Be Careful in the Parking Lot

Researchers have identified parking lots as one of the top three most likely places for violent crimes. Reasons include bad lighting, missing or poorly maintained surveillance systems, and the general anonymity of the space that increases the odds of crimes of opportunity. Parking garages can be similarly dangerous with their enclosed and remote facilities. Stay alert when you're coming and going from the sporting venue and its parking areas.

Consider Accessibility

If you have any accessibility needs, you'll want to research those before you get behind the wheel. The venue might have requirements for things like handicapped parking or the use of disability ramps, entrances, or elevators. You might also be advised to arrive very early to avoid the crowds. If you have any doubts about the conditions that you'll face as someone with accessibility concerns, don't be afraid to call the arena directly.

Stay Connected

Some vehicles can generate their own Wi-Fi hotspots. Others can tap into free Wi-Fi networks offered by the arena. Some people just shrug and use their data to remain online. No matter what you choose, you'll want to have an active plan for connectivity for things like navigating routes, accessing digital tickets, checking kickoff times, and remotely paying for parking. You should also bring a backup charger to remain powered up at all times.

Create Emergency Plans

No one likes to think about things going wrong during a night out, but it does happen, and it's best to be prepared just in case. Does everyone in your party have everyone else's phone number? Have you picked a rendezvous point just in case you get separated in the crowds? Do you know local emergency numbers? If someone gets hurt, venues such as NFL stadiums, for example, usually have at least one ambulance on standby for spectators. It is good to know about such emergency arrangements beforehand.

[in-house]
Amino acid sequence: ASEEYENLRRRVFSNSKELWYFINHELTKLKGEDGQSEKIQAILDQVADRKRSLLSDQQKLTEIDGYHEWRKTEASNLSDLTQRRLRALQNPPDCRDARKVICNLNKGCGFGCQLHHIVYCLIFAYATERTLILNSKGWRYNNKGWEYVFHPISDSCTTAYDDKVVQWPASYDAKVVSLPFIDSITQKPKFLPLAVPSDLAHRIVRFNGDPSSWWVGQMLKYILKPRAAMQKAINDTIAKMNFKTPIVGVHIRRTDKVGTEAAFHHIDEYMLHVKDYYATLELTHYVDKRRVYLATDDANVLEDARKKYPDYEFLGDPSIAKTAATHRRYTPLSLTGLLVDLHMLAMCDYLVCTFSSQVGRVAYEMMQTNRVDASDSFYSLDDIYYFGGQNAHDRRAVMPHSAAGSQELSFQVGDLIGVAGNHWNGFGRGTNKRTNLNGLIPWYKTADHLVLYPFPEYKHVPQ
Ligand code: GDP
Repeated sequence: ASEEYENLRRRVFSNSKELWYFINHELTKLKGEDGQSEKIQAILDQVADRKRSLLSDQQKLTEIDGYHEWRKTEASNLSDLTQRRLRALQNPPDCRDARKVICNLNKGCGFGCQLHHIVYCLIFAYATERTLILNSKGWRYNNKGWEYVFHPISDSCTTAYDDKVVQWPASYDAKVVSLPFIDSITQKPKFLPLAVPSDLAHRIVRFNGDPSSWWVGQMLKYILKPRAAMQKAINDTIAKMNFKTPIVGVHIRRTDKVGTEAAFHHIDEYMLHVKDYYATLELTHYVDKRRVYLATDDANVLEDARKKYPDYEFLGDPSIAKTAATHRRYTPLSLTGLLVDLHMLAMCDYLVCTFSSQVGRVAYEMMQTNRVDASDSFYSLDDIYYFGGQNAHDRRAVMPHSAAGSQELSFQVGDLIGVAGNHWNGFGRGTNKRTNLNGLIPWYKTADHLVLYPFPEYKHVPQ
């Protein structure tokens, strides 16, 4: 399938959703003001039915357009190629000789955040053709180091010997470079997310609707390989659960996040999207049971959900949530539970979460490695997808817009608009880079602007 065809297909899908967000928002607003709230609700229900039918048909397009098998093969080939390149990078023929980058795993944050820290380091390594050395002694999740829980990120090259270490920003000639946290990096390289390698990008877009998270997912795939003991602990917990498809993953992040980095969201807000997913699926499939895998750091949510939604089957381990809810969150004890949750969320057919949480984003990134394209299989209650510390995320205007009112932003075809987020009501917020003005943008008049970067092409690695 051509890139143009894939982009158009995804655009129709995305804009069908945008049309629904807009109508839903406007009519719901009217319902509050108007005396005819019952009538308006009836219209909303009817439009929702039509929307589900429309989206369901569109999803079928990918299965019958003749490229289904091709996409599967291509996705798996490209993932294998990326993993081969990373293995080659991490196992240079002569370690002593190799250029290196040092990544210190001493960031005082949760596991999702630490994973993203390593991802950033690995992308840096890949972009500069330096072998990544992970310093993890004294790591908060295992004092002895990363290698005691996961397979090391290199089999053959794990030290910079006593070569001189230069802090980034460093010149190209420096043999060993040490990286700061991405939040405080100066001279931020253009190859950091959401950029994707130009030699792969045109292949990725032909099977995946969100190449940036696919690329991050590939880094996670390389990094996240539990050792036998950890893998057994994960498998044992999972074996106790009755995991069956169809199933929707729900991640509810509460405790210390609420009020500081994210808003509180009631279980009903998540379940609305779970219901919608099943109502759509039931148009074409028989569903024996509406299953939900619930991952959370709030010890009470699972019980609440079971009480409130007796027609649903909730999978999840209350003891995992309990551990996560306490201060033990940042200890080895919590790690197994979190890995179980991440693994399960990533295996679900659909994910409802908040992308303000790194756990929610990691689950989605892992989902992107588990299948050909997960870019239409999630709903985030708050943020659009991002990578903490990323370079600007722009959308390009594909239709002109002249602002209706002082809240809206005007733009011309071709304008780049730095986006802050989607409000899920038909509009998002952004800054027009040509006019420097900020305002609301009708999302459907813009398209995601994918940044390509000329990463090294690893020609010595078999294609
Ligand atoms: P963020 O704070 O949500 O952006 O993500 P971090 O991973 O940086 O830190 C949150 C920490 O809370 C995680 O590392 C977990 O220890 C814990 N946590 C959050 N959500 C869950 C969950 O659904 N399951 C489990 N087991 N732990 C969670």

Practice Defensive Driving

Defense driving is a good skill to have everywhere, but it can be especially useful around crowded stadiums. You can prevent accidents by staying vigilant, maintaining visibility, checking your mirrors often, and keeping an appropriate distance from the cars in front of you. As always, watch out for pedestrians, too. There will be tons of people milling around the streets, and as a driver, you'll have the duty of care to avoid them.

Try to Stay Sober

Emotions can run high during a sporting event, especially when you throw alcohol into the mix. People can be angry that their team lost and yearn for a fight with rival fans. The easiest way to avoid these hair-trigger confrontations is to try and stay sober yourself: You'll be likely to get riled up because of the drunken behavior of others, and you'll be in a better state for driving home, too. If you do plan to drink, be sure to take a designated driver along. You can then enjoy with your gang without having to worry about driving back safely.


You'll want to be smart about driving to a live sports event, especially if you're going a long distance. Plan ahead and be diligent about safety and security. A little preparation today can ensure that you have a great time at the game tomorrow!